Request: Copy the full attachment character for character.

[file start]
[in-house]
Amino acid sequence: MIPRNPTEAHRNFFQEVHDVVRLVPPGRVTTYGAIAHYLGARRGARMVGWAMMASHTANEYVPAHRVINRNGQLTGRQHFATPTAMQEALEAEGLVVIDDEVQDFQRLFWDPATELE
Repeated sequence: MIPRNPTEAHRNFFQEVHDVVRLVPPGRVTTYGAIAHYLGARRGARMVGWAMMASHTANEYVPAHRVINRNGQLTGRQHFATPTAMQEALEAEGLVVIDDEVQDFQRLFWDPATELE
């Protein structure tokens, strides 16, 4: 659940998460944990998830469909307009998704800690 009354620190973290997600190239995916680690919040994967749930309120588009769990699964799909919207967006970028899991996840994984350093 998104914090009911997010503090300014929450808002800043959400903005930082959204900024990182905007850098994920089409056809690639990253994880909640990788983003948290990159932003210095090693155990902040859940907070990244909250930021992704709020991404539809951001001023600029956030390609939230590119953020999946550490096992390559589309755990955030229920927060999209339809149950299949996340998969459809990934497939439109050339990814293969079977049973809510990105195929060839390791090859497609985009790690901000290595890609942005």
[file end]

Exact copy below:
[in-house]
Amino acid sequence: MIPRNPTEAHRNFFQEVHDVVRLVPPGRVTTYGAIAHYLGARRGARMVGWAMMASHTANEYVPAHRVINRNGQLTGRQHFATPTAMQEALEAEGLVVIDDEVQDFQRLFWDPATELE
Repeated sequence: MIPRNPTEAHRNFFQEVHDVVRLVPPGRVTTYGAIAHYLGARRGARMVGWAMMASHTANEYVPAHRVINRNGQLTGRQHFATPTAMQEALEAEGLVVIDDEVQDFQRLFWDPATELE
């Protein structure tokens, strides 16, 4: 659940998460944990998830469909307009998704800690 009354620190973290997600190239995916680690919040994967749930309120588009769990699964799909919207967006970028899991996840994984350093 998104914090009911997010503090300014929450808002800043959400903005930082959204900024990182905007850098994920089409056809690639990253994880909640990788983003948290990159932003210095090693155990902040859940907070990244909250930021992704709020991404539809951001001023600029956030390609939230590119953020999946550490096992390559589309755990955030229920927060999209339809149950299949996340998969459809990934497939439109050339990814293969079977049973809510990105195929060839390791090859497609985009790690901000290595890609942005």